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Pilot Life After 60

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Just curious, but I was wondering what do pilots do after the unpopular mandatory big 6-0 birthday? I have flown on many airline flights with captains approaching the 60 mark who are in much better shape than I am. I can't believe that the FAA forces them out regardless of health, especially with all that sound experience. Are they able to fly large jets or airliners any other way once they are forced out by the airlines, or can they continue with GA jets and commuters or turbo planes commercially or privately? Also, if they remain healthy, can they continue flying indefinitely? Thanks. :-)

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They can continue to fly airliners as trainers, or ferry flights. They can transition into the training department in the simulators. I have a good friend who recently hit the big 60 while flying for JetBlue. He is still able to go to Toulouse and pick up their new Airbus aircraft. In fact, he picks up all of their new ones and ferries them back to the States. I'm sure there is much more that is allowed both at the airlines and GA.Darrell

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They also go and fly Corporate Jets.Corporate Aviation doesn't have a mandatory retirement age I believe.Shane

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Most Airline pilots are ready to retire at age 60. In fact some even plan their finances so that they can retire earlier. I retired in 1996 at age 60. I own a Baron B55 (Big Red that is available here in the library thanks to Heather)and maintain my instrument currency with a check ride enery 6 months.Airline flying can take a lot out of a person, not only physicaly but also mentally. It is a career that a Captain puts his job on the line more times in a year than most others. He must take a simulator check ride every six months during which time the performance tolerences are very tight. He also must take a physical every six months which usually does not fall at the same time as his check ride, including after age 45, an EKG once a year. Any number of dificiencies that would not cause other occupations to loose their jobs will cause a pilot to be grounded. An FAA inspector or company check airman can show up at anytime to ride the jump seat to give an enroute check. Every time he bids and is awarded a different aircraft type to fly he must go through a very excellerated ground school and sinulator program that failure of any part could mean his career.International flying which for a Captain usually comes in the latter part of his career can really take it's toll physically. During this type of flying with lots of all night flying, trips back and forth across time and date zones, trying to sleep in hotels during the day time when every body else is up and making noise. Your body telling you it's time to be eating dinner while the local clocks tell you it's time for breakfast.Now throw in the current world conditions and stupid, yes I said stupid security checks that the flight crews have to put up with each and every day at the job and it's a wonder that any pilot WANTS to go to age 60. My son flies for a major airline and I see a lot more grey hairs on him at his age than I had. The career is not as much FUN as it was when I first started but if you LOVE flying as most pilots do, you overlook all these things. :-)Ed Weber a.k.a tallpilot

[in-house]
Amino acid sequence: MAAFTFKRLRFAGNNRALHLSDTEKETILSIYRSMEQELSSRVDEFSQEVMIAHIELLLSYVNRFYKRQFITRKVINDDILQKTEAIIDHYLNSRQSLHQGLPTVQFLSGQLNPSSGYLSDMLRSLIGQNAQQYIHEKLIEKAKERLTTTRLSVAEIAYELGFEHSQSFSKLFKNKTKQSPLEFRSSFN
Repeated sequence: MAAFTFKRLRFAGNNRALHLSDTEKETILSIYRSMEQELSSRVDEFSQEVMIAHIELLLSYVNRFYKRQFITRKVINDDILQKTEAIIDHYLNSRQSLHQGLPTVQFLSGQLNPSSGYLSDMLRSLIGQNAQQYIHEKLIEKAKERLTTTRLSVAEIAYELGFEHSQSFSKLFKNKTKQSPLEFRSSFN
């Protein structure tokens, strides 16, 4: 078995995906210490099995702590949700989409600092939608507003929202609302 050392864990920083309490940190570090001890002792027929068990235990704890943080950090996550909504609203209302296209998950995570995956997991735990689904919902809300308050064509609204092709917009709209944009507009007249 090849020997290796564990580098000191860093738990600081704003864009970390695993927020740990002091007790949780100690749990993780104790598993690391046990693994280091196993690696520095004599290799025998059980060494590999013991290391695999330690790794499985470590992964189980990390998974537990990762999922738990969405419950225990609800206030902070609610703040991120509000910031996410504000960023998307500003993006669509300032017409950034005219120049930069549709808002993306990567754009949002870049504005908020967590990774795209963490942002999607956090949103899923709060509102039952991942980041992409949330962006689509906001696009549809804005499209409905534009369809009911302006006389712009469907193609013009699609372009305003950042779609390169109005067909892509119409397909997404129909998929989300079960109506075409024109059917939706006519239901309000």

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Thanks to all for your posts. Ed, I never realized it was so stressful, and I'm glad to hear you had a safe career and a well deserved retirement. Regards, Tom :-)

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Ed,It's funny, but I was in a profession with a similar level of stress (and a lot less compensation)..that of a field hospitality systems trainer. Every few months, a supervisor could drop in, audit my training, with the potential to declare me unfit for field work, throwing me back to a 90 day probation. Never happened to me, but the stress was always there. Every six months or so, we'd also be pulled into our home office, and we'd have to present peer training. That process was very intense...most of our peers would take great pleasure in picking apart our style. Constantly we were losing our voice from the 10-12 hours a day of training sessions (our clients were required to limit us to 8 hours, but under the threat of a bad client evaluation, they soaked us for every hour of training they could get). Those hours took their toll, to the point where today I have vocal cord damage, as do many of my peers.On top of that, the job had me away from home 85 percent of the time, sometimes flying 2-3 times a week to get to a site, set up, teach class, and move on. If I was working out of the country, which I often did, I was expected to fly all night, and begin training within an hour of arrival on site. My last overseas gig in '95, in Bologna, Italy, saw me awake nearly 40 hours before the client allowed us to rest--for four hours. As salaried employees, we were abused to the extent that such abuse could take place. Most of us were young, and didn't know any better. With the equipment I had to hand-carry onto aircraft, security was a challenge even pre-9/11. Since part of my job included troubleshooting network interfaces, my breakout box always raised the alarms at airports. Try explaining to a $7.00/hr. security guard how a breakout box works, let alone what it's for. As I rose in the ranks and took on the role of lead trainer, I found being the auditor was no less stressful than being the audited. If I showed favor, and we lost a contract due to a trainer blunder, my career in a very close knit profession would have been over. I was considered "old" when I left the field at age 40, taking on a more sedate role as a network admin. I was happy to leave on good terms, but never again. 11 years was enough! But it was 11 years of constant immersion in aviation, so there was a fringe benefit...!-John